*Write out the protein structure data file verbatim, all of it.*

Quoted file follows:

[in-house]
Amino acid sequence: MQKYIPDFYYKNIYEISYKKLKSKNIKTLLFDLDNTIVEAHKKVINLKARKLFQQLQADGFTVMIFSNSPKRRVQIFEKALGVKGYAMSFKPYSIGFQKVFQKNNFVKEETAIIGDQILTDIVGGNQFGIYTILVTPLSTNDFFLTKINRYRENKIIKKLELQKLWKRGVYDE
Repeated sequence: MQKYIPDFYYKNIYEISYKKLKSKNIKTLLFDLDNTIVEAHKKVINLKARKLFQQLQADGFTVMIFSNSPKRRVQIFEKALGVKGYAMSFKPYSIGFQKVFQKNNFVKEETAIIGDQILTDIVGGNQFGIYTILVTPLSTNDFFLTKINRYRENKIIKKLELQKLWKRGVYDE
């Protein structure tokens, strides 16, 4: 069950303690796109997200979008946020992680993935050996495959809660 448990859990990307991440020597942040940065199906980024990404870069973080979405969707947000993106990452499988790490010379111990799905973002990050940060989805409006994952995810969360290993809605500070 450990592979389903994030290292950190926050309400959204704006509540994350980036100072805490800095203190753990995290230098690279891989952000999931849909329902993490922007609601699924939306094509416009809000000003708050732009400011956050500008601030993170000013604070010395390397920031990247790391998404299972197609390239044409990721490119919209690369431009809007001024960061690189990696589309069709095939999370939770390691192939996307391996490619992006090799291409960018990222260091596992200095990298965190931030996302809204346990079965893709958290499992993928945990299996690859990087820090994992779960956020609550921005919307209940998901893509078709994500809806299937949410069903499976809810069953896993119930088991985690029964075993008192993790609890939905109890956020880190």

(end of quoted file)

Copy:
[in-house]
Amino acid sequence: MQKYIPDFYYKNIYEISYKKLKSKNIKTLLFDLDNTIVEAHKKVINLKARKLFQQLQADGFTVMIFSNSPKRRVQIFEKALGVKGYAMSFKPYSIGFQKVFQKNNFVKEETAIIGDQILTDIVGGNQFGIYTILVTPLSTNDFFLTKINRYRENKIIKKLELQKLWKRGVYDE
Repeated sequence: MQKYIPDFYYKNIYEISYKKLKSKNIKTLLFDLDNTIVEAHKKVINLKARKLFQQLQADGFTVMIFSNSPKRRVQIFEKALGVKGYAMSFKPYSIGFQKVFQKNNFVKEETAIIGDQILTDIVGGNQFGIYTILVTPLSTNDFFLTKINRYRENKIIKKLELQKLWKRGVYDE
């Protein structure tokens, strides 16, 4: 069950303690796109997200979008946020992680993935050996495959809660 448990859990990307991440020597942040940065199906980024990404870069973080979405969707947000993106990452499988790490010379111990799905973002990050940060989805409006994952995810969360290993809605500070 450990592979389903994030290292950190926050309400959204704006509540994350980036100072805490800095203190753990995290230098690279891989952000999931849909329902993490922007609601699924939306094509416009809000000003708050732009400011956050500008601030993170000013604070010395390397920031990247790391998404299972197609390239044409990721490119919209690369431009809007001024960061690189990696589309069709095939999370939770390691192939996307391996490619992006090799291409960018990222260091596992200095990298965190931030996302809204346990079965893709958290499992993928945990299996690859990087820090994992779960956020609550921005919307209940998901893509078709994500809806299937949410069903499976809810069953896993119930088991985690029964075993008192993790609890939905109890956020880190």